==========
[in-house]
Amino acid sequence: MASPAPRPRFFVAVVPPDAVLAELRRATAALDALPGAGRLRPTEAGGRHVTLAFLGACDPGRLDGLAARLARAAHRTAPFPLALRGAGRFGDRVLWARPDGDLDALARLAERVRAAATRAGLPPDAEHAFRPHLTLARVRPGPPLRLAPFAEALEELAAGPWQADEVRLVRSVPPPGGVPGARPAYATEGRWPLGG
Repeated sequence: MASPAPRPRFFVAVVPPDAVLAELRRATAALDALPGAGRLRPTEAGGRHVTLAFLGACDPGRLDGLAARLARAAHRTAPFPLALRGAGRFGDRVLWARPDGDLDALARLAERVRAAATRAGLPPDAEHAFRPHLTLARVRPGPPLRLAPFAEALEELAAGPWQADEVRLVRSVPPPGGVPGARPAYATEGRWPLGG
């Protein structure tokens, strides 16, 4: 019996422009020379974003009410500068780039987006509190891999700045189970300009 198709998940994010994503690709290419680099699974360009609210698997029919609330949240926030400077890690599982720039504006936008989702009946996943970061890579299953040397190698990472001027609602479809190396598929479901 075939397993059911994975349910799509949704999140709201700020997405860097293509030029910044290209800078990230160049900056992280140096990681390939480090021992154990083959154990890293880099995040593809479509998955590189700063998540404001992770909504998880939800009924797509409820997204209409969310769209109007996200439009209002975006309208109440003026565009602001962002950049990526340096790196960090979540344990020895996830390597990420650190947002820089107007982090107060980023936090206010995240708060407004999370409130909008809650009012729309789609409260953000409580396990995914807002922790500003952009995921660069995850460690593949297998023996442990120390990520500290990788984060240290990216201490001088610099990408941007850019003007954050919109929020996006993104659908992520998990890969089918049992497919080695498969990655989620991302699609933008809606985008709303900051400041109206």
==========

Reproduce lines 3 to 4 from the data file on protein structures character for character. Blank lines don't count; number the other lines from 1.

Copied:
Repeated sequence: MASPAPRPRFFVAVVPPDAVLAELRRATAALDALPGAGRLRPTEAGGRHVTLAFLGACDPGRLDGLAARLARAAHRTAPFPLALRGAGRFGDRVLWARPDGDLDALARLAERVRAAATRAGLPPDAEHAFRPHLTLARVRPGPPLRLAPFAEALEELAAGPWQADEVRLVRSVPPPGGVPGARPAYATEGRWPLGG
């Protein structure tokens, strides 16, 4: 019996422009020379974003009410500068780039987006509190891999700045189970300009 198709998940994010994503690709290419680099699974360009609210698997029919609330949240926030400077890690599982720039504006936008989702009946996943970061890579299953040397190698990472001027609602479809190396598929479901 075939397993059911994975349910799509949704999140709201700020997405860097293509030029910044290209800078990230160049900056992280140096990681390939480090021992154990083959154990890293880099995040593809479509998955590189700063998540404001992770909504998880939800009924797509409820997204209409969310769209109007996200439009209002975006309208109440003026565009602001962002950049990526340096790196960090979540344990020895996830390597990420650190947002820089107007982090107060980023936090206010995240708060407004999370409130909008809650009012729309789609409260953000409580396990995914807002922790500003952009995921660069995850460690593949297998023996442990120390990520500290990788984060240290990216201490001088610099990408941007850019003007954050919109929020996006993104659908992520998990890969089918049992497919080695498969990655989620991302699609933008809606985008709303900051400041109206």